Having covered aspects of why and how to bring deep learning (DL) inference into edge devices in Part 1 and the top-seven industries building the next generation of edge devices in Part 2, we now look at architectural aspects of edge devices with DL inference in the third part of this blog series.
Offline training of DL systems is likely to continue to find a home in the cloud, which tends to be built with large numbers of Central Processing Units (CPUs), Graphics Processing Units (GPUs) and/or Field Programmable Gate Arrays (FPGAs), along with specialized artificial intelligence (AI) chipsets. However, as we have already discussed, DL inference makes more sense at the edge. It is predicted that by 2025, the market potential for cloud- and edge-based AI chipsets will reach $14.6 and $51.6 billion  respectively. Unlike cloud-based AI chipsets, edge-based AI chipsets must meet many more stringent constraints, including:
- Ability to achieve high-performance, handling up to tens of billions of floating-point operations per second (BFLOPS), with minimal die-size and power consumption
- Ability to perform with low latency, with response times in the range of a few milliseconds
- Low dynamic power (up to few watts) as well as extremely low leakage power (up to few milli watts) consumption
- Smaller on-chip static random-access memory (SRAM) size, up to one mega bit (1Mb)
- Less off-chip dynamic random-access memory (DRAM) bandwidth, up to few tens of Giga bits per second (Gbps)
- Smaller die size, up to a few square millimetres
- Low cost, preferably below a few tens of US Dollars
In order to realize edge-based DL inference, some necessary requirements for Deep Neural Network (DNN) models include:
- Very efficient DNN models with minimal number of layers (around few tens of layers), needing less compute power and yielding reasonable mean average precision (mAP)
- Compression and quantization of weights and activations of layers to represent with few bits
- Inference minimal accuracy loss (about 1-2%), with low-precision data and weights (use of Integer 1 or 8 bit (INT1/INT8) as opposed to Floating point 16 or 32 bit (FP16/FP32))
The DL inference in edge devices can be realized with architectural choices including CPUs, GPUs, FPGAs and custom system on chips (SoCs). However, there is no single choice for all the possible application scenarios and areas, so it is worthwhile to consider the trade-offs between different architectural choices. The CPU-based inference is quite possible whenever the computational requirements are not so high (typically up to few hundreds of millions of floating point operations per second, MFLOPS). Here, CPU referred to is a general-purpose and off-the-shelf application processor chip. Moreover, if computational requirements are very high (typically up to few tens of trillions of floating-point operations per second, TFLOPS), CPU can optionally offload compute-intense operations to an additional GPU. Here, the GPU referred to is a general-purpose and off-the-shelf graphics chip.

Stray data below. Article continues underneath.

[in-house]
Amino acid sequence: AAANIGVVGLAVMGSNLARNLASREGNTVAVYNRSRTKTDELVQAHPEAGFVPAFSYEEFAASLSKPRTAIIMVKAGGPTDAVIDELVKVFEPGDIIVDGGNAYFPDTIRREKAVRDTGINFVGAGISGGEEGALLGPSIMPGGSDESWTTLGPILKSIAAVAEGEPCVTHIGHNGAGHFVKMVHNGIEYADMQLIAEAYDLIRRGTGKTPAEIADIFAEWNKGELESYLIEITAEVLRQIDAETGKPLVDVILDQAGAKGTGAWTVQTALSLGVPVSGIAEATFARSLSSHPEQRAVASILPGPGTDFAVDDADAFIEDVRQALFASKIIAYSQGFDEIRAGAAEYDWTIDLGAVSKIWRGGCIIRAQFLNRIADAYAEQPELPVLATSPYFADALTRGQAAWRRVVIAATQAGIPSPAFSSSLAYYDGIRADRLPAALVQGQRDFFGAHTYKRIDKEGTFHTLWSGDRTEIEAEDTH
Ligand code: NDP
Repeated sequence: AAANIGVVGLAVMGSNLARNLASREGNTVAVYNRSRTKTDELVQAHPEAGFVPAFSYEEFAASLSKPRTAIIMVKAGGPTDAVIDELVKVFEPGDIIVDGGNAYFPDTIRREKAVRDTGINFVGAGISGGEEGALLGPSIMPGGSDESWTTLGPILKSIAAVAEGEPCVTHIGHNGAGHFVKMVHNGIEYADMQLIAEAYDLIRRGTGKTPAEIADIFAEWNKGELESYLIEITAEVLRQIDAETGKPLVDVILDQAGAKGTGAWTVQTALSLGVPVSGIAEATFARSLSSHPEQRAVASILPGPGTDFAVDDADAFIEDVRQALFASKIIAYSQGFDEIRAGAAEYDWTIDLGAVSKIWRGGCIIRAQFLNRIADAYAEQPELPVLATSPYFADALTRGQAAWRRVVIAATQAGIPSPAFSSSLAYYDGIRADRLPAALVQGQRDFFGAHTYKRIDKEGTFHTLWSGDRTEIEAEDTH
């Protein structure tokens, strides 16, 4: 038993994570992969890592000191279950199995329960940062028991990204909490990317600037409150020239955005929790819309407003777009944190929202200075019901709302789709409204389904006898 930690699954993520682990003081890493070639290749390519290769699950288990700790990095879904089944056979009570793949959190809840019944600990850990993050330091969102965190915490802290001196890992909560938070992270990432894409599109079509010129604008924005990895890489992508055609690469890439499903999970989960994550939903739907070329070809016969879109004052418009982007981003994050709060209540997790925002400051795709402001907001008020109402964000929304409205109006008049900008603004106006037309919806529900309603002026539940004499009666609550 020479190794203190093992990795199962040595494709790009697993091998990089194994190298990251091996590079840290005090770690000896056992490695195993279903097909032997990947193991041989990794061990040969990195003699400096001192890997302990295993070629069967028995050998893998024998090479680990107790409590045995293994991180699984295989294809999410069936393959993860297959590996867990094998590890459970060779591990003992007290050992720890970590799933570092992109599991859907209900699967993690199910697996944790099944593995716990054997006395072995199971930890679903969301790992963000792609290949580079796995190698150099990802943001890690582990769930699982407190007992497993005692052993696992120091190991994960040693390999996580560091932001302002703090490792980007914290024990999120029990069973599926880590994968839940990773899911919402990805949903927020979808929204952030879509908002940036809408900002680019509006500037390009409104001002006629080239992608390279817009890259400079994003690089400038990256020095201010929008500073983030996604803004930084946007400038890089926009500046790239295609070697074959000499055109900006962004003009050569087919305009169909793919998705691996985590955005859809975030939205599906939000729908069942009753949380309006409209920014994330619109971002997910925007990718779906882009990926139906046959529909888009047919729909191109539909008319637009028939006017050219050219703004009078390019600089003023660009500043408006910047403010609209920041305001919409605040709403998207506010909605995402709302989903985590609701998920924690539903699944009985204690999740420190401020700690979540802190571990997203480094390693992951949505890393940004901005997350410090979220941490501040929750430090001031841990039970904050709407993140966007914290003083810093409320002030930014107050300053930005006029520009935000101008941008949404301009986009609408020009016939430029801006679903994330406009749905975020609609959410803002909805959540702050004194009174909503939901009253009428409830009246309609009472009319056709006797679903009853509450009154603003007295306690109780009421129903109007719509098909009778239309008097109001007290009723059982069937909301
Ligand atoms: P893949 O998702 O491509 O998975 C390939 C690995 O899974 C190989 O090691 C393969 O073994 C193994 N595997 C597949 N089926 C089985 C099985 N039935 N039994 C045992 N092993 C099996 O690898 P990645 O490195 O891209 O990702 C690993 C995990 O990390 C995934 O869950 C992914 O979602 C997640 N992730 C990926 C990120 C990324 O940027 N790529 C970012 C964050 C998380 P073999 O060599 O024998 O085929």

CPU-based DL inference solutions using off-the-shelf application processor chips can be attractive, particularly in cases where it allows users to reuse already purchased hardware for these newer inference workloads. Though CPU-based inference solutions are attractive for relatively low-performance applications, the power consumption is higher and such solutions won’t scale up in performance due to fixed configuration of such application processor chips. In FPGA or custom SoC solutions, CPU offloads predetermined tasks to hardware inference engine built in them.
Though very high-performance levels can be achieved (up to few tens of TFOPS), GPU-based solutions are normally not preferred for DL inference in edge devices due to very high power consumption and high cost. Furthermore, GPU-based solutions do not typically benefit from low-precision inference due to their architectures, which are inherently tuned for handling FP16/32 precision. However, in some safety critical applications such as autonomous cars, GPU power consumption and cost is justified due to higher performance demands.
Similar to GPU, FPGA-based solutions are not normally preferred for DL inference workloads on edge devices, due to high power consumption and very high cost. Compared to GPUs, FPGAs run at lower clock speeds and many have not yet reached performance levels as that of state-of-the-art GPUs. Moreover, FPGA-based solutions do benefit from low-precision inference and are able to achieve low latency. FPGA based solutions may be considered when production volumes are very low or for prototyping purposes.